THE Anti-Corruption Commission (ACC) has argued that the case where three people who have sued it over the infamous 48 houses in Lusaka’s Chalala area was wrongly commenced and that the Lusaka High Court has no jurisdiction to entertain it.
It has, therefore, asked the court to dismiss the said matter with costs, arguing that the case should have been commenced by way of an application for judicial review and not by writ of summons.
In this matter, Uziel Bashire, Zuberi Bigawa (both Tanzianians) and Charles Loyana, a senior accountant at the Ministry of Finance, have sued ACC seeking declaration that Loyana had and has the requisite power and authority by law in Zambia to purchase, possess and own property in his name for his own benefit or for the benefit of any other person.
They also want the court to order that Bashire, a Tanzanian but currently residing in Norway, has an interest in the properties bought by Loyana and was to be the ultimate beneficial owner of the properties bought, and as such, Loyana as purchaser of the properties should be granted possession of the said properties.
Bashire, Loyana and Bigawa also want a declaration that the Notice issued pursuant to the ACC (Disposal of Recovered Property) Regulations, 2004 directed to Loyana and certain other individuals regarding Bashire and Loyana’s properties did not fully comply with the law, is null and void ab initio, and or no longer has effect in light of the rightful owners claiming the properties.
The three who are represented by Willis Muhanga of Messrs AKM Legal Practitioners, further want declaration that the arbitrary seizure and continuation of holding on of the properties by ACC despite the claim made by the rightful owners is unlawful and illegal, among others.
But in an affidavit in support of motion to raise a preliminary issue filed on March 16, 2021, ACC senior legal and prosecutions officer Gloria Muyunda – Chisambisha stated that since the plaintiffs were challenging the decision-making process of ACC by using the words ‘did not fully comply with the law’ and ‘null and void and initio’ as well as ‘unlawful and illegal,’ then this matter ought to have been commenced by way of judicial review and not via a writ of summons.
ACC further submitted in its skeleton arguments in support of notice of motion to raise a preliminary issue that the plaintiffs were challenging the manner in which the Commission, being a public body, exercised its powers in seizing the properties in issue.
It submitted that the plaintiffs’ claim was concerned with the decision-making process that was whether the correct procedure was followed by the ACC as opposed to the merits of the decision.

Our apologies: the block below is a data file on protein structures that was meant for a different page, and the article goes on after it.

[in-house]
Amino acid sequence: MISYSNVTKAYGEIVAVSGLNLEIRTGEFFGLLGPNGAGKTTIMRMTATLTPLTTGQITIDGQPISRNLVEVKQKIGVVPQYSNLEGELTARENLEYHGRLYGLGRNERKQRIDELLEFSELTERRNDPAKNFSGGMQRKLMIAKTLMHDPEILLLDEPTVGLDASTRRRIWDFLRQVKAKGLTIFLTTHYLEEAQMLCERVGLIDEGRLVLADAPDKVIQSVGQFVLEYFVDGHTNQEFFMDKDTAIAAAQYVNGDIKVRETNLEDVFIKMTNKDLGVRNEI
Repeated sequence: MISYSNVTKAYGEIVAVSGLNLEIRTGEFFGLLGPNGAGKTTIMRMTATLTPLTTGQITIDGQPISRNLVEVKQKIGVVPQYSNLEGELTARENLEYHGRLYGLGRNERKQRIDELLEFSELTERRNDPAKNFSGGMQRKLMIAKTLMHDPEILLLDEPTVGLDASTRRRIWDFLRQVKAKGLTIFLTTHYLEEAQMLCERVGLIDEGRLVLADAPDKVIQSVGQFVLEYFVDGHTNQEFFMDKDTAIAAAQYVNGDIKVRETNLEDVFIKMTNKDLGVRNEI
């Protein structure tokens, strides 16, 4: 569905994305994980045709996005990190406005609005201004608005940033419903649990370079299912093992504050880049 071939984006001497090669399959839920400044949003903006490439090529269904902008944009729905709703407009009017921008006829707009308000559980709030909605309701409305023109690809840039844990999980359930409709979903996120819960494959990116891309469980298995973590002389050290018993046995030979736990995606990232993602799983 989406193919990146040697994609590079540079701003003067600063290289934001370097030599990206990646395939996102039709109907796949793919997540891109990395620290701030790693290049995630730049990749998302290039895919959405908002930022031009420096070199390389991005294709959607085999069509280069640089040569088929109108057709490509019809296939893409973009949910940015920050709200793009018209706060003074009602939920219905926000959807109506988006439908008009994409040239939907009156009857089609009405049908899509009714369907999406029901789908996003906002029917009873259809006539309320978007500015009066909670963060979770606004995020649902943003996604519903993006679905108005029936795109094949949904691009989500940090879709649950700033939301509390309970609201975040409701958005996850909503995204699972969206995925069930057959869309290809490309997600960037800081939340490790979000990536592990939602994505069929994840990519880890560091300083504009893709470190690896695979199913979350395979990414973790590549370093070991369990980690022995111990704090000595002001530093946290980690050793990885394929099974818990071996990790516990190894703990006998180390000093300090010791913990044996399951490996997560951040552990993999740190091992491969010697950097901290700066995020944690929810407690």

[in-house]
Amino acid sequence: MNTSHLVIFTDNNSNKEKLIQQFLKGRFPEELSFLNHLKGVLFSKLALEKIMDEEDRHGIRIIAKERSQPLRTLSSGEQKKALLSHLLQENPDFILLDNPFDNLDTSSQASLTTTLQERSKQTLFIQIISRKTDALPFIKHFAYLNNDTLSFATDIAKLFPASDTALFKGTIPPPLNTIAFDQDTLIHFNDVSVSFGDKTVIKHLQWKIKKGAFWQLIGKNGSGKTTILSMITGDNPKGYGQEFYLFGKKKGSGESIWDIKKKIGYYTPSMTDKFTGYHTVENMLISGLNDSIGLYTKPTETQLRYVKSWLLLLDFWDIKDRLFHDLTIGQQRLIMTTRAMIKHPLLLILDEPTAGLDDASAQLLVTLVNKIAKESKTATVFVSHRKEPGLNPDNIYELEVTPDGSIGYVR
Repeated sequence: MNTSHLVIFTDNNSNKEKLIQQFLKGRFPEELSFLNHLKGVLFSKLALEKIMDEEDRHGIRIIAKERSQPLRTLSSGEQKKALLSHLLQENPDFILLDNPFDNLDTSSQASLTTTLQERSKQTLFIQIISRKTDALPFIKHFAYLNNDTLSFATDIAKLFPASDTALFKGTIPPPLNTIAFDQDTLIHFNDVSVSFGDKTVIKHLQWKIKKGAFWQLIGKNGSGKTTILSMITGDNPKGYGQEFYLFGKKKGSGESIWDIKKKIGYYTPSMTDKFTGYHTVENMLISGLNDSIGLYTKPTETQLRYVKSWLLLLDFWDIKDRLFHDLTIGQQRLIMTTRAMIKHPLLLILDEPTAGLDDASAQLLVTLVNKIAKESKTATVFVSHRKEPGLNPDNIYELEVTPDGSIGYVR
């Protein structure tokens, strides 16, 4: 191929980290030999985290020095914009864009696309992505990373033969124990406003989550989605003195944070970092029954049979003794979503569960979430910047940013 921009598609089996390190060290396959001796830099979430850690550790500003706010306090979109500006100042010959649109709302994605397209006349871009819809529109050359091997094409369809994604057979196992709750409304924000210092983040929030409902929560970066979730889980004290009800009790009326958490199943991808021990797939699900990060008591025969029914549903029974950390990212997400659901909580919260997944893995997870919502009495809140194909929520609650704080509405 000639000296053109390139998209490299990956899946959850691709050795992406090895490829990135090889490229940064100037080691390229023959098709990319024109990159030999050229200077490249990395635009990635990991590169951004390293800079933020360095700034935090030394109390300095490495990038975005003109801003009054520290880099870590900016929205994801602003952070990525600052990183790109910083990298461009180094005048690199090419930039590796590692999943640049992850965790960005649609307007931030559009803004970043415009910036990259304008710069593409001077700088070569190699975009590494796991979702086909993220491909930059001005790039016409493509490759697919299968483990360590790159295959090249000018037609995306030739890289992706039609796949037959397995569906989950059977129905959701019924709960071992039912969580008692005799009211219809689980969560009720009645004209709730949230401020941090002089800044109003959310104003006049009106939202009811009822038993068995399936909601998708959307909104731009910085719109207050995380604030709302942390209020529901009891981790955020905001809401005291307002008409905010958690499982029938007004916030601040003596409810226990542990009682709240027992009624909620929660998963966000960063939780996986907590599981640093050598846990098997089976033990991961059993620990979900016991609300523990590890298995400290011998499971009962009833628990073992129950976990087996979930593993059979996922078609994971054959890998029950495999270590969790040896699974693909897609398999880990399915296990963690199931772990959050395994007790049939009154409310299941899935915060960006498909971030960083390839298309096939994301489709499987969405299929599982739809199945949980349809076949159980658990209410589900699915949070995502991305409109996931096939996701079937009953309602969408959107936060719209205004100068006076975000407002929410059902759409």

The ACC stated that the plaintiffs raised the issue of illegality in the manner in which the ACC exercised its powers, thus, questioning its decision-making process, adding that accordingly, this process should have been commenced by way of judicial review.
“The nature of this matter at hand, involves a public body and is premised on allegations of ACC not giving effect to the provisions of Anti-Corruption Commission (disposal of recovered property), regulations 2004. In other words, this allegation borders on ACC not correctly applying the law that regulates ACC’s decision-making power. We submit that the case at hand should have been commenced by way of an application for judicial review and not by writ of summons,” it submitted.
The Commission argued that the Court had no jurisdiction to hear this matter on the basis that the mode of commencement was irregular.
It added that the Court had no jurisdiction to hear this matter as it was a proper case for judicial review.
“As a consequence of the foregoing arguments, ACC prays that this honourable court dismisses this matter with costs on a point of law,” it stated.
The ACC had earlier argued in its defence that Loyana did not challenge the forfeiture proceedings that were instituted by the Commission despite being served with the notice of intention to have the said properties forfeited to the State.
It added that Loyana in a statement to it dated May 16, 2018, told the Commission that he owned only two properties, that is, one in Chilenje and the other in Chalala.
The ACC further submitted that there was no record of either Bashire or Bigawa being granted an investment permit to enable them to invest in Zambia.
However, in their reply to the ACC’s defence, the three plaintiffs argued that Loyana remained qualified to own property in Zambia using funding from any legal sources of his choice and cannot be deprived of the said properties in the circumstances of this matter.
They maintained that the Commission did not comply with the law in the process of seizing the said properties and would duly prove that at trial.
The plaintiffs stated that there was no law in Zambia that proscribed a foreigner from funding a local person who qualifies to own property, purchase property or to fund any such investment to require them first to have an investment permit.
They added that neither does there exist any law in Zambia that proscribes a foreign national from having an interest in any investment or property owned by qualified persons under the law in Zambia.
The plaintiffs stated that what the law prevents was owning the property in the foreigner’s name if that foreigner does not meet or does not qualify to own land in his/her name as required by law.